Elon Musk tantalized the world in August with his plans for the Hyperloop, a mode of travel that would blast people between cities at 800 miles per hour in capsules zipping through an above-ground tube. In a 58-page report, Musk, the chief executive officer of Tesla Motors and SpaceX, outlined his vision for the technology, which would use supercharged electric motors for propulsion. Musk’s paper called on the public to help refine the design and bring the Hyperloop to fruition. Armchair advisers have since arrived en masse.
Most of the helpful suggestions have centered on perfecting the performance and the look of the people-carrying pods inside the Hyperloop. At Autodesk, the San Rafael (Calif.)-based company whose computer-aided design software is used by everyone from architects to carmakers, Jordan Brandt zeroed in on the design of the tube and came up with a novel means of manufacturing it. “Elon has done a great job working on the aerodynamics of the capsule and the energy requirements—the things you would expect,” says Brandt. “I found there wasn’t as much creativity put into the infrastructure part, which is the most expensive part. It seemed like we were almost obligated to pitch our approach.”
The tube in Musk’s plan is made out of prefabricated steel sections that must be welded together. Critics have pointed out that could leave the Hyperloop prone to air leaks, which would undermine the internal low-pressure system it needs to run. Brandt, who studied building technology at Harvard University and holds the title of technology futurist at Autodesk, proposes making the tube out of one very long stretch of braided carbon fiber infused with an epoxy resin. The strong, lightweight material is used to make everything from jumbo jets to race cars.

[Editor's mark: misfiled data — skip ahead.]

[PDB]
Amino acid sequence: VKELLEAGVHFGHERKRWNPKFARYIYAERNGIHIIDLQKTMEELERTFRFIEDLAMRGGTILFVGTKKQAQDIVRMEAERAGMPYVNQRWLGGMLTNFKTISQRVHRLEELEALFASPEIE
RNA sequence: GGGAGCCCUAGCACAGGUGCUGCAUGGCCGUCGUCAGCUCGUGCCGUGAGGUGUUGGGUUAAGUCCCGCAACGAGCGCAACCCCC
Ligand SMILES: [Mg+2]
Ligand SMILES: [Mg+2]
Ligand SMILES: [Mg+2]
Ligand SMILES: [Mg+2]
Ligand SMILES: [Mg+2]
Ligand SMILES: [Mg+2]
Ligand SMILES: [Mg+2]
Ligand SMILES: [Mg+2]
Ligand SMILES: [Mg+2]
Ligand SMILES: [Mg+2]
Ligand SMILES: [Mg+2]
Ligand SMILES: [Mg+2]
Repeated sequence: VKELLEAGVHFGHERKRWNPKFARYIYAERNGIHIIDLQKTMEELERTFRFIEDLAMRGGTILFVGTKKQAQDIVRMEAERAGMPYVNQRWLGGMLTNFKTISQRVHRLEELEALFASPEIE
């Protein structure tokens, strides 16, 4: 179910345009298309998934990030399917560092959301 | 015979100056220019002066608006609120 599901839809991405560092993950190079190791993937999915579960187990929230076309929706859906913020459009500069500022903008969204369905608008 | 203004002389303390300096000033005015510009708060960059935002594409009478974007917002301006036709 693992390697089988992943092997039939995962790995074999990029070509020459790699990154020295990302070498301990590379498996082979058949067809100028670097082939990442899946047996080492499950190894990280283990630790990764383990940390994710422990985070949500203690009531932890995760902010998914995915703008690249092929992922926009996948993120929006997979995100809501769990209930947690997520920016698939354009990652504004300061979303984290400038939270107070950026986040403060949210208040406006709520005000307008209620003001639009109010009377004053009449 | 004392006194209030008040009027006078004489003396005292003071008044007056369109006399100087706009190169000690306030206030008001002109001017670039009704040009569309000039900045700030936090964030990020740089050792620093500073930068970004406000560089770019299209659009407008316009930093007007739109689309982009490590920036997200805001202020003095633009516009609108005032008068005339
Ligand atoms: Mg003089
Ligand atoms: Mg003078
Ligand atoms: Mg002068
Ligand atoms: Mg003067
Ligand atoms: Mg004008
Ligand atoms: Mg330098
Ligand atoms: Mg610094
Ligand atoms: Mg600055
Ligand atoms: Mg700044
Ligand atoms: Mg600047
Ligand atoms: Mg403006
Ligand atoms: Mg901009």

There are machines that can churn out limited qualities of the braided carbon fiber. Brandt envisions building a supersize version and mounting it onto a rig loaded with reels of carbon fiber so it could roll along the Hyperloop’s route. Working at a rate of 1 meter per minute, this factory on wheels could weave a Hyperloop tube from Los Angeles to San Francisco in less than two years, and, says Brandt, require fewer support pylons. “Elon’s estimate calls for about $2.6 billion for concrete, but we’d get that down to more like $1.5 billion,” he says.
Autodesk has run computer simulations of Brandt’s design, and there’s evidence it may work. “The machines that can do this exist,” he says. “It’s just a matter of bulking up the technology.” Musk plans to build a small prototype of the Hyperloop to test out the propulsion technology. Other aspects of the project will begin to take shape now that a new corporation has been established to turn Musk’s concept into a business. Yet even if the Hyperloop never becomes reality, it’s a good bet the world will find uses for innovations it inspired.